The magical beauty of Arshile Gorky’s paintings and drawings is inseparable from biographical legend. Abstract psychological landscapes like Garden in Sochi and The Betrothal yearn to reclaim childhood and homeland lost to genocidal campaigns in Gorky’s native Armenia. The visual source for The Artist and his Mother is a personal artifact: a coveted photograph of Shushan Adoian and her young son Vosdanig Adoian—Gorky’s given name.
Vosdanig emigrated to the United States in 1920; by 1924 he had begun to reinvent himself, adopting the pseudonym Arshile Gorky. In New York, his immense intelligence as a painter and ability to navigate the possibilities of abstract modernism energized colleagues who, in turn, transformed American art. Counterbalancing such brilliance, however, were crushing personal tragedies that ultimately suffocated Gorky’s artistic output and cut short his life.
On the evening of June 24, 1948 Gorky was returning to the Glass House, his home in Sherman, Connecticut; his dealer, Julien Levy, was behind the wheel. Levy lost control of his car, and the ensuing crash left Gorky unable to use his right arm—his painting arm—and bound within an uncomfortable iron and leather neck brace. As the extant traffic citation perfunctorily notes, Levy most likely was speeding as he failed to negotiate a curve on a wet Route 67, in New Milford. Like so many elements that comprise Gorky’s biography, however, the actual circumstances remain unclear. Levy, in a later memoir, would invoke the specter of Gorky’s absent and increasingly estranged wife, Mougouch (Agnes) as a dark and extenuating force. Levy’s wife Muriel, in the car but uninjured recalled,”Oh God, Julien was the world’s worst driver and he’d had a lot to drink that day.”1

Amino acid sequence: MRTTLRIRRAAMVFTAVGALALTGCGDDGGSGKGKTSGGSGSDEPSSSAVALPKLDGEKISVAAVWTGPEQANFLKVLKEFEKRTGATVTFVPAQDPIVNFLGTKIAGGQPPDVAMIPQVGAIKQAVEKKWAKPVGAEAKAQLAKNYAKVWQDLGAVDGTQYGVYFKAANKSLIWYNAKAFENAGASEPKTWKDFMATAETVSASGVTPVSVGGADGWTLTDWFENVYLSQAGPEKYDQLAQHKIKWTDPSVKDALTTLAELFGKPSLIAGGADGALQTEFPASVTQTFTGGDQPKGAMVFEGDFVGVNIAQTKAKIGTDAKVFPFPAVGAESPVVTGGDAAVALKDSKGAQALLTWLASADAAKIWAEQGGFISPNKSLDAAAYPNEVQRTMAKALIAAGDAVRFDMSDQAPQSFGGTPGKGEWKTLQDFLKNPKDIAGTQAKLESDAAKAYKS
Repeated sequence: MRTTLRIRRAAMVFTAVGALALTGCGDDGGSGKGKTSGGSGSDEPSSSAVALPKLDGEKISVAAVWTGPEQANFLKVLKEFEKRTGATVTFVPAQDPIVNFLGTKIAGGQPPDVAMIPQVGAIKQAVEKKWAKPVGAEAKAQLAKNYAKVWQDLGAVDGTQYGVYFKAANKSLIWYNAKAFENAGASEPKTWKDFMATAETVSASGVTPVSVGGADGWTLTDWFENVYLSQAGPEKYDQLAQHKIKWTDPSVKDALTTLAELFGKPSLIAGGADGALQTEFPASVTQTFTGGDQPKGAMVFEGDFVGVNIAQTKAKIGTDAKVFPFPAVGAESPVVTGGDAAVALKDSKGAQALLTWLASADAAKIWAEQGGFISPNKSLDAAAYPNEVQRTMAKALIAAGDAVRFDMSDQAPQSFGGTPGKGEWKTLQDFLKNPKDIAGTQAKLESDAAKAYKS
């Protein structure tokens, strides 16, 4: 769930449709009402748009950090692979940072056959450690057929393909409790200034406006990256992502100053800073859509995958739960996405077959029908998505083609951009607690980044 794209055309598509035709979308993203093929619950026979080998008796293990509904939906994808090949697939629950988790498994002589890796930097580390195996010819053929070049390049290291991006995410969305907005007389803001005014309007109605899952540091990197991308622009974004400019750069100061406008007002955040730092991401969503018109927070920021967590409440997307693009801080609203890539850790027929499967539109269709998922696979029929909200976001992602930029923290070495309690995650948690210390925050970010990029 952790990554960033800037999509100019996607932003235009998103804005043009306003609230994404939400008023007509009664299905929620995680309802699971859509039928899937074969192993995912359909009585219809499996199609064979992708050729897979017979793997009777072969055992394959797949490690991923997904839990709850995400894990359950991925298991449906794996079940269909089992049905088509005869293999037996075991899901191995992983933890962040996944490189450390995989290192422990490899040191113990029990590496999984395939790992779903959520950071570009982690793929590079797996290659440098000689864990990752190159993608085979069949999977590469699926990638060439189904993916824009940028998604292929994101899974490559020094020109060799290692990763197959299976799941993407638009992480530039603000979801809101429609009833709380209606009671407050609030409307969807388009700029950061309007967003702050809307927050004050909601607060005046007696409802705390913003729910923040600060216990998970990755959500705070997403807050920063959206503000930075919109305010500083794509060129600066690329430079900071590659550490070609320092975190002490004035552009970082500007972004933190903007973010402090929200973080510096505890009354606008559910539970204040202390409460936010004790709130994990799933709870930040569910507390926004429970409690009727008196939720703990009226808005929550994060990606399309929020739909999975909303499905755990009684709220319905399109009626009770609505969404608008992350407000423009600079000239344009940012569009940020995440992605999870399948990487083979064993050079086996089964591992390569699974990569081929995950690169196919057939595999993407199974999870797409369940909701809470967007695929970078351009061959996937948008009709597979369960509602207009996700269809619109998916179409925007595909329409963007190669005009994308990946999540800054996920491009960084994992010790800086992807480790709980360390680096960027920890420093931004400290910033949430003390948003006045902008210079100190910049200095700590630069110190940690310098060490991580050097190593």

Struggling without the immediate presence of his family and without the ability to engage in painting as a palliative, Gorky ended his life not long after the crash. Words from an interview conducted earlier that year presaged his fate:
I don’t like that word “finish.” When something is finished, that mean’s it’s dead, doesn’t it? I believe in everlastingness. I never finish a painting—I just stop working on it for a while. I like painting because it’s something I can never come to the end of
[. . .] The thing to do is to always keep starting to paint, never finish painting.2
- Hayden Herrera, Arshile Gorky: His Life and Work (New York: Farrar, Straus and Giroux, 2003), p. 591
- ibid, p. 578
Verbatim is sponsored by the Richard Pousette-Dart Foundation.